The rather unglamorous life of a traveling engineer and his wife.

So this week I traveled with my husband as, apart from the weekends where he has had a brief bit of time at home, he has been away the last two weeks and we were starting to miss each other terribly.

 

 

 

Naturally, cue a huge argument that, as far as I could see, came from absolutely nowhere and stemmed from absolutely nothing which pretty much ruined our first evening. Isn’t it odd that there are twenty-four hours in the day but just ten minutes of appalling behaviour is all it takes to completely ruin it in its entirety? Anyway, with evening one completely ballsed there was nothing much for it but to retire to bed and quickly relegate the episode to the past.

Will it happen again? Of course it will.
Will we have learned anything from it? Highly doubtful.

As my man-child husband retorted to me in reply to my suggestion that he “Bloody well grow up!”

“I’m forty-nine years old, I’ve done all the growing up I’m ever going to do”

It could have been funny but sadly by that point, we were in no laughing mood.

So, that was Monday….well not all of Monday, of course, but as it happens the only bit that ended up counting.

Tuesday started off a little better. Having woken feeling fully repentant and having mumbled his apology, I told my husband to forget about it and move on (the mention within said blog, completely exempt of course) after which he then chose to spend any available time having a cuddle in bed and as such missed his hotel breakfast before having to jump out of bed, hastily dress and drive to work. He kissed me goodbye and told me to make sure I took breakfast at my leisure later that morning.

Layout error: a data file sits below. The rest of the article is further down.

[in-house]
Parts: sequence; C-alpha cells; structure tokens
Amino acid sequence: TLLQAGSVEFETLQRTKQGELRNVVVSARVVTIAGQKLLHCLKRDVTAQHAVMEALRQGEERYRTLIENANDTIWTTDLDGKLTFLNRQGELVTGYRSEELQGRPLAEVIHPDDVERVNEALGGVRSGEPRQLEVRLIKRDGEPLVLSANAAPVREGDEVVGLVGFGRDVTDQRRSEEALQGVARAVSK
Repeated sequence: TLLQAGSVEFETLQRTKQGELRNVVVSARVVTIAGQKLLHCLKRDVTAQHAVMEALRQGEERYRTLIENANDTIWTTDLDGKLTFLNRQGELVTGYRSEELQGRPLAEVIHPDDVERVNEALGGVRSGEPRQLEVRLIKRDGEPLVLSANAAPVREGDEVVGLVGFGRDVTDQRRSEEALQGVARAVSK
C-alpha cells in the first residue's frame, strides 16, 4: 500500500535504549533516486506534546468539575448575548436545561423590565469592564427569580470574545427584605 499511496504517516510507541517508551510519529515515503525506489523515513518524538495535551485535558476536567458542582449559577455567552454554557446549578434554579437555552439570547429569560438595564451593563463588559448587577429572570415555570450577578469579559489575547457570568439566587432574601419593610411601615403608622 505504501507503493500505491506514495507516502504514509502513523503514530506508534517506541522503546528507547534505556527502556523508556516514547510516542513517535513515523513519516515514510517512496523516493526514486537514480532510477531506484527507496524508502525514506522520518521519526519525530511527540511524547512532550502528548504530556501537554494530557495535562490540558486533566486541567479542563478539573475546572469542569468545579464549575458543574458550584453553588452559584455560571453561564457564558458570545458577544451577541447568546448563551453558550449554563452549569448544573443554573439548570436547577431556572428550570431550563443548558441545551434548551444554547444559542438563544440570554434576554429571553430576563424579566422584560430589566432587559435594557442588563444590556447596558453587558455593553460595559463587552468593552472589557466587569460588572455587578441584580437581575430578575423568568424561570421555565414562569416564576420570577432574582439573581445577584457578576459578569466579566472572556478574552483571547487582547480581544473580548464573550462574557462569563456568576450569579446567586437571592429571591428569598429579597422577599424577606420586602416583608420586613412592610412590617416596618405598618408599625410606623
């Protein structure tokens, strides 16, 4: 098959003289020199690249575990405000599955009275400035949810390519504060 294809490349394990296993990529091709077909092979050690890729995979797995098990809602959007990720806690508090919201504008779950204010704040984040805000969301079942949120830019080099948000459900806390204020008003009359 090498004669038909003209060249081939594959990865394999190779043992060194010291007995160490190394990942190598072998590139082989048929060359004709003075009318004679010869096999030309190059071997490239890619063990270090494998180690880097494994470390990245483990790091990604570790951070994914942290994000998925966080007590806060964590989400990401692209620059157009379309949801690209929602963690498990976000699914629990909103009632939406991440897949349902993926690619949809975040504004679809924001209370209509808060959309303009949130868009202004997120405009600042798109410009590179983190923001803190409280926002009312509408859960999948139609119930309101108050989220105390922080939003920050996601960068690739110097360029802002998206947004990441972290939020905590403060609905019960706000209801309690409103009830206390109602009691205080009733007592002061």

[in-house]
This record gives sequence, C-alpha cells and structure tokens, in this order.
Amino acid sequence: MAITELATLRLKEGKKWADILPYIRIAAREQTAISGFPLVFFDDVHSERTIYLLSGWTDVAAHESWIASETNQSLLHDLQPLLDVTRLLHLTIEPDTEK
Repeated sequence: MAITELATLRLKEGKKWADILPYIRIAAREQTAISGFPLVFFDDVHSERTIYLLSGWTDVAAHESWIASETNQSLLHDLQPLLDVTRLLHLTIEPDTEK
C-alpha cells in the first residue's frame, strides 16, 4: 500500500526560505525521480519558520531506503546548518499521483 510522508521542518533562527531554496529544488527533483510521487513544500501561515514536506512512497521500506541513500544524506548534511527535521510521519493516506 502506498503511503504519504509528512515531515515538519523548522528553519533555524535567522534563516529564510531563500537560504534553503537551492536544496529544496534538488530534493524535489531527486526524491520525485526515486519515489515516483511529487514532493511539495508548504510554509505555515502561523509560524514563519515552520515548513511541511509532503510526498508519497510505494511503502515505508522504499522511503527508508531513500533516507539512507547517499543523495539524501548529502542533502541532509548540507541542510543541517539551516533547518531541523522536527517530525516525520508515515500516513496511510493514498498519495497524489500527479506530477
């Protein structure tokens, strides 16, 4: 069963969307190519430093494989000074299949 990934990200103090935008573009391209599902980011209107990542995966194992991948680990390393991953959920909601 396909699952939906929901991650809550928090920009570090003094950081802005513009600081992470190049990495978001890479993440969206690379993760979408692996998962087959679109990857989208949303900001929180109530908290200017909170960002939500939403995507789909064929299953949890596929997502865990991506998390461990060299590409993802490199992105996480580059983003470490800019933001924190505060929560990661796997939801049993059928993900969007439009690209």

It is prepaid as part of his business expenses so whether I took it or not, it was already paid for and not being one to waste money, I obediently bimbled along at about 9 am to see what the fixed fee of 12 euros get’s you at this particular establishment.

As it turns out, not an awful lot!

Everything was in miniature, even the plates were tiny. A very small side plate was the largest on offer. The croissants, pain au choc and madeleines were positively Lilliputian, the scrambled eggs for the entire breakfast room were being kept warm in a small, shallow soup bowl (not a soup server, a single bowl) the sausages were cocktail sized, everything was minuscule. I half expected to have my tray removed by a singing Oompa Loompa.

Thus, that was breakfast. It was pleasant enough, the coffee was good, the pastries were fresh (albeit bite-sized) and it was all very clean, but it is such a racket it really is, or maybe I’m just completely out of touch.